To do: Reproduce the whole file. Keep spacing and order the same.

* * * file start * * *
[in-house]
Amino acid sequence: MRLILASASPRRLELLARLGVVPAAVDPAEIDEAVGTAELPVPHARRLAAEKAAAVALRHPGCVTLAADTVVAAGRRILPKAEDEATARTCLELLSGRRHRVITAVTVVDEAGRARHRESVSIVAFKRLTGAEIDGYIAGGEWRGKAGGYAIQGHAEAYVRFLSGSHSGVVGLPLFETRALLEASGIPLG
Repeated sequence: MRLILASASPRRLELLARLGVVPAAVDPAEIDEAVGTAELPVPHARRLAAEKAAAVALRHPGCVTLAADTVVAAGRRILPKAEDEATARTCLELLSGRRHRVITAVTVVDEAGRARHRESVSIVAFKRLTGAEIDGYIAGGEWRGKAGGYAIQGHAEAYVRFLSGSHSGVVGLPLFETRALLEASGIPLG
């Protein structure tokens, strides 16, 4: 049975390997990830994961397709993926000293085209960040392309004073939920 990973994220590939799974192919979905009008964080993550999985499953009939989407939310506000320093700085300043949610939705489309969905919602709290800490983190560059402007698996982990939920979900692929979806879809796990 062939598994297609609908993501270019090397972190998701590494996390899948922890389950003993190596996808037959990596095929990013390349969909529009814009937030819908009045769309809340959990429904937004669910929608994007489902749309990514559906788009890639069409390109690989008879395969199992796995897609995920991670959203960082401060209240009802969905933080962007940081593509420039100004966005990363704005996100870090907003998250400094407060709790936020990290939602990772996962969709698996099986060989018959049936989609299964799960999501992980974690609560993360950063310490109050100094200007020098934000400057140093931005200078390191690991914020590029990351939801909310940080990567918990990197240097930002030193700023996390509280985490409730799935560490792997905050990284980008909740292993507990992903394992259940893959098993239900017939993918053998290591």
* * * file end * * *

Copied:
[in-house]
Amino acid sequence: MRLILASASPRRLELLARLGVVPAAVDPAEIDEAVGTAELPVPHARRLAAEKAAAVALRHPGCVTLAADTVVAAGRRILPKAEDEATARTCLELLSGRRHRVITAVTVVDEAGRARHRESVSIVAFKRLTGAEIDGYIAGGEWRGKAGGYAIQGHAEAYVRFLSGSHSGVVGLPLFETRALLEASGIPLG
Repeated sequence: MRLILASASPRRLELLARLGVVPAAVDPAEIDEAVGTAELPVPHARRLAAEKAAAVALRHPGCVTLAADTVVAAGRRILPKAEDEATARTCLELLSGRRHRVITAVTVVDEAGRARHRESVSIVAFKRLTGAEIDGYIAGGEWRGKAGGYAIQGHAEAYVRFLSGSHSGVVGLPLFETRALLEASGIPLG
């Protein structure tokens, strides 16, 4: 049975390997990830994961397709993926000293085209960040392309004073939920 990973994220590939799974192919979905009008964080993550999985499953009939989407939310506000320093700085300043949610939705489309969905919602709290800490983190560059402007698996982990939920979900692929979806879809796990 062939598994297609609908993501270019090397972190998701590494996390899948922890389950003993190596996808037959990596095929990013390349969909529009814009937030819908009045769309809340959990429904937004669910929608994007489902749309990514559906788009890639069409390109690989008879395969199992796995897609995920991670959203960082401060209240009802969905933080962007940081593509420039100004966005990363704005996100870090907003998250400094407060709790936020990290939602990772996962969709698996099986060989018959049936989609299964799960999501992980974690609560993360950063310490109050100094200007020098934000400057140093931005200078390191690991914020590029990351939801909310940080990567918990990197240097930002030193700023996390509280985490409730799935560490792997905050990284980008909740292993507990992903394992259940893959098993239900017939993918053998290591």